Human thinking is based on acquired, processed, and stored knowledge. Personal beliefs, emotions, and experiences are also stored and incorporated into thought processes. Bias is defined as a preference toward or away from an idea or action. It is a personal reality based on perception of available information that includes knowledge and emotional inputs. Cognitive bias is an error in thinking that influences how we make decisions. It can result in a closed-minded or prejudicial approach and may be learned or innate. Biases may lead to distorted perceptions or inaccurate judgment. Both cognitive and implicit biases are innate to human thinking and cannot be eliminated. Consequently, bias is an inevitable and sometimes unwelcome contributor to diagnostic reasoning (Diagnosis 2014;1:23-7).
It has become well established that cognitive biases are a significant problem in medical decision-making. Flaws in judgment, rather than lack of knowledge, are central to diagnostic error (BMJ Qual Saf 2013;22:ii58-ii64; Otolaryngol Clin North Am 2019;52:35-46). Arnot describes biases as predictable deviations from rationality, and lack of ongoing improvement in quality and safety initiatives may be due to the failure to focus on the importance of diagnostic errors and the role of cognitive bias in these errors (Information systems journal 2006;16:55-78; N Engl J Med 2013;368:2445-8; Healthc Q 2012;15:50-6). The magnitude of the problem is alarmingly high. The diagnostic error rate is estimated to be 10%-15% (Otolaryngol Clin North Am 2019;52:35-46). A study of closed claims cases found that 64% of the outcomes were due to diagnostic error, and most of those were thought to be due to a failure of judgment (Ann Intern Med 2006;145:488-96). Other studies of diagnostic delay and misdiagnosis also show a high rate of diagnostic error due to cognitive bias (Acad Med 2019;94:187-94).
Despite varied efforts to improve patient safety in medicine, cognitive bias is not discussed much. It might be uncomfortable to admit that we can make diagnostic errors, but we all perform our day-to-day clinical decision-making reliant on pattern recognition and heuristics, and biases are incorporated into our thinking. Heuristics are fast, intuitive, efficient, and low-stress mental techniques that suit the high-paced, stressful environments like ORs. The dual-process theory model of decision-making describes two mental processes in learning and decision-making. Heuristics are type 1 thinking processes that are adaptive and allow for rapid decision-making. Type 2 processes, known as metacognition, are analytical, slower, deliberate, and conscious processes. Type 1 decision-making is most used and usually effective, but more prone to error than type 2 decision-making. Our daily actions are conducted based on serial associations, which tend to trigger the next, side-stepping analytical thinking and incorporating errors in a domino effect. Type 2 processes are slow and require cognitive resources but are safe and dependable. However, there can be flaws in type 2 thinking when analytically applied strategies are based on flawed rules (Science 1974;185:1124-31; BMJ Qual Saf 2013;22:ii58-ii64).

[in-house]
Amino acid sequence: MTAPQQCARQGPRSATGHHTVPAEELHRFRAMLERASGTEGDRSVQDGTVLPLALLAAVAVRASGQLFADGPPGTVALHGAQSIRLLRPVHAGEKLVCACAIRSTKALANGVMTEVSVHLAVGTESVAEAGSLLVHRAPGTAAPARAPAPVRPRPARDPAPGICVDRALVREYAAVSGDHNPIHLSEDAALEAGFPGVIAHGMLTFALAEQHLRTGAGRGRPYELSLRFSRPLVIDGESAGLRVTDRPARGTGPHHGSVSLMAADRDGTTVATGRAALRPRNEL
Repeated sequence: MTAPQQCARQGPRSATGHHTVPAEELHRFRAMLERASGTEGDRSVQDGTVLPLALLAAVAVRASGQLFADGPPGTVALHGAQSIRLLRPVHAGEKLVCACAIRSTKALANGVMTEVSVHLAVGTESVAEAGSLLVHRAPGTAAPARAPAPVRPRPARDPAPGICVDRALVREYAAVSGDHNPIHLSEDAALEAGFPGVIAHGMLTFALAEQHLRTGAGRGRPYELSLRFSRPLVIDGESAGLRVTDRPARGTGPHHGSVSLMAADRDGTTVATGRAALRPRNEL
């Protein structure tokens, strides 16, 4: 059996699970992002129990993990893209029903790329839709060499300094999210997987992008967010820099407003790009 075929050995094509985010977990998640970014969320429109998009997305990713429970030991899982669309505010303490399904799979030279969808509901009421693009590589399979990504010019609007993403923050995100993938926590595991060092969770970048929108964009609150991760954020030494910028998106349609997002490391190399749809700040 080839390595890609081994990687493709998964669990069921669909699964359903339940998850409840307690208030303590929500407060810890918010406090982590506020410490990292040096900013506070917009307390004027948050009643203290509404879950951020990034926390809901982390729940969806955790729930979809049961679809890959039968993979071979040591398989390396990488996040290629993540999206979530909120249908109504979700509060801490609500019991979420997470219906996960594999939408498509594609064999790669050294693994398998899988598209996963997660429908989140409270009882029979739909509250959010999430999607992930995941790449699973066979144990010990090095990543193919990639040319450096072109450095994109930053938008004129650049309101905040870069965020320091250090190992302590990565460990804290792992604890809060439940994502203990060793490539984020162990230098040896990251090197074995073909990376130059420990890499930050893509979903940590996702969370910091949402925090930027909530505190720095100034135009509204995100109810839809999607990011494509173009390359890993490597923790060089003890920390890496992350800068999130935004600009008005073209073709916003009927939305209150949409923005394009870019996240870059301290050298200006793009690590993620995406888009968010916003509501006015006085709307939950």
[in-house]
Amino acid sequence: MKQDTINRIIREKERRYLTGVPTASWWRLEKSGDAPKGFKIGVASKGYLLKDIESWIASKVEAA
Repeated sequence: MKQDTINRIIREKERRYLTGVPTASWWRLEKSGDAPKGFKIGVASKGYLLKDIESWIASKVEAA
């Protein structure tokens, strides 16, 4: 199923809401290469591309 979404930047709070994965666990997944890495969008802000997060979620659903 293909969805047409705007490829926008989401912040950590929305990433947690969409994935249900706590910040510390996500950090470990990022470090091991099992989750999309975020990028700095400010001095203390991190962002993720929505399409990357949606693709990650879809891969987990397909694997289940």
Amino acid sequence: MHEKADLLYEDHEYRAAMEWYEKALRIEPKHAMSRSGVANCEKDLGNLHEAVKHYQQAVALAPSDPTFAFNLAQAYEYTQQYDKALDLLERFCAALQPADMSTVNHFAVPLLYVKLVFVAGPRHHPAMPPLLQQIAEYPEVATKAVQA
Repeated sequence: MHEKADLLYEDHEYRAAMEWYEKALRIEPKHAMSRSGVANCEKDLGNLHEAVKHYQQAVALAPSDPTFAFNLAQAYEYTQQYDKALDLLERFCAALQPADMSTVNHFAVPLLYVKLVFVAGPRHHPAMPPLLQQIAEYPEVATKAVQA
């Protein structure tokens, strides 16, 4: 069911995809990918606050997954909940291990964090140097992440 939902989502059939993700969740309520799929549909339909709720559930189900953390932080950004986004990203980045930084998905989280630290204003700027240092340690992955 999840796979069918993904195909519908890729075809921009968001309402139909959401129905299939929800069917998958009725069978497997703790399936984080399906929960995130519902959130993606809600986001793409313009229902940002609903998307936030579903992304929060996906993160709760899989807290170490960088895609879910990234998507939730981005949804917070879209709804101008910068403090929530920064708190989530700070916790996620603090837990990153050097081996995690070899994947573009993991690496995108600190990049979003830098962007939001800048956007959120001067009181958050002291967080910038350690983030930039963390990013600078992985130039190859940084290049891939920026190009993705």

Stiegler et al published a pilot study of cognitive errors in anesthesiology. Out of the hundreds of possible cognitive biases, the authors generated a top 14 catalog prevalent in anesthesiology (Br J Anaesth 2012;108:229-35) (Table). They subsequently scored the cognitive errors most observed in simulated scenarios. Premature closure and confirmation bias were the most observed, and framing effect and availability bias were the least observed.
In a study of the surgical literature, Armstrong and colleagues found that the most common types of bias were overconfidence, anchoring, and confirmation bias (Br J Surg 2023;110:645-54).
Knowing that cognitive bias is common and often leads to patient safety concerns should lead us to find mitigation techniques. Croskerry advocates for raising awareness of biases, using decision-making aids and algorithms, and fostering a culture of open-mindedness and self-reflection within clinical practice (Diagnosis 2014;1:23-7). Royce suggests considering open communication opportunities such as diagnostic time outs for challenging cases, and Singh suggests avoiding the view that diagnostic errors are personal failings and suggests changing the term “diagnostic error” to “missed opportunities in diagnosis” (Acad Med 2019;94:187-94; Jt Comm J Qual Patient Saf 2014;40:99-101).
Steps to mitigate errors due to cognitive bias could include (Cogn Res Princ Implic 2023;8:13):
Raising awareness by defining and discussing the terms heuristics and bias.
Avoiding associated negativity of the terms to reduce feelings of weakness, poor judgment, or lack of objectivity.
Making cognitive processing less invisible by practicing metacognition, reflective practice, and cognitive bias awareness and challenging your own biases, becoming a more critical thinker.
Acknowledging that some unknowns are unknown.
Considering application of Bayesian reasoning and artificial intelligence.
We must acknowledge the contributions of bias to our medical decision-making. We wish to believe that we have the right answers, yet our colleagues might offer alternate choices. Embrace the opportunity to use metacognition techniques to think critically, be open to alternate analyses, and be reflective in your practice of medical decision-making.
ASA Patient Safety Editorial Board contributors: Deborah Schwengel, MD, MEd, FASA (Editor-in-Chief); Alexander F. Arriaga, MD, MPH, ScD; Jonathan B. Cohen, MD; Jeffrey A. Green, MD, MSHA, FASA, ScD; Keith J. Ruskin, MD; Senthilkumar Sadhasivam, MD, MPH, MBA, FASA; Scott C. Watkins, MD.